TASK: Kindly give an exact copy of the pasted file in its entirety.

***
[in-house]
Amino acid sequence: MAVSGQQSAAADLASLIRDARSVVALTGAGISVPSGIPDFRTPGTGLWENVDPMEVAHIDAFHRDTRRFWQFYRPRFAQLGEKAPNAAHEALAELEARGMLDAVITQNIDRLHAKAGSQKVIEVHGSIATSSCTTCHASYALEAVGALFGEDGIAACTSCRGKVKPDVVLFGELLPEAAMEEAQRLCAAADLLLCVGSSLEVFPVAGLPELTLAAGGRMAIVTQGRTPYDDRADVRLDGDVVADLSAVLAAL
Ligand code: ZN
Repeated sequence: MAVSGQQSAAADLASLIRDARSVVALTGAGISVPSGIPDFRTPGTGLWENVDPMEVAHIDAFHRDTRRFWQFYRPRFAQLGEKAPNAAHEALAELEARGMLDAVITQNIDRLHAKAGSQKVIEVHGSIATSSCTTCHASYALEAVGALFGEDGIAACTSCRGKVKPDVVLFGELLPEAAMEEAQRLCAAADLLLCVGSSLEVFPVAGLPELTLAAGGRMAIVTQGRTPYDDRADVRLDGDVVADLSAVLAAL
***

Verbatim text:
[in-house]
Amino acid sequence: MAVSGQQSAAADLASLIRDARSVVALTGAGISVPSGIPDFRTPGTGLWENVDPMEVAHIDAFHRDTRRFWQFYRPRFAQLGEKAPNAAHEALAELEARGMLDAVITQNIDRLHAKAGSQKVIEVHGSIATSSCTTCHASYALEAVGALFGEDGIAACTSCRGKVKPDVVLFGELLPEAAMEEAQRLCAAADLLLCVGSSLEVFPVAGLPELTLAAGGRMAIVTQGRTPYDDRADVRLDGDVVADLSAVLAAL
Ligand code: ZN
Repeated sequence: MAVSGQQSAAADLASLIRDARSVVALTGAGISVPSGIPDFRTPGTGLWENVDPMEVAHIDAFHRDTRRFWQFYRPRFAQLGEKAPNAAHEALAELEARGMLDAVITQNIDRLHAKAGSQKVIEVHGSIATSSCTTCHASYALEAVGALFGEDGIAACTSCRGKVKPDVVLFGELLPEAAMEEAQRLCAAADLLLCVGSSLEVFPVAGLPELTLAAGGRMAIVTQGRTPYDDRADVRLDGDVVADLSAVLAAL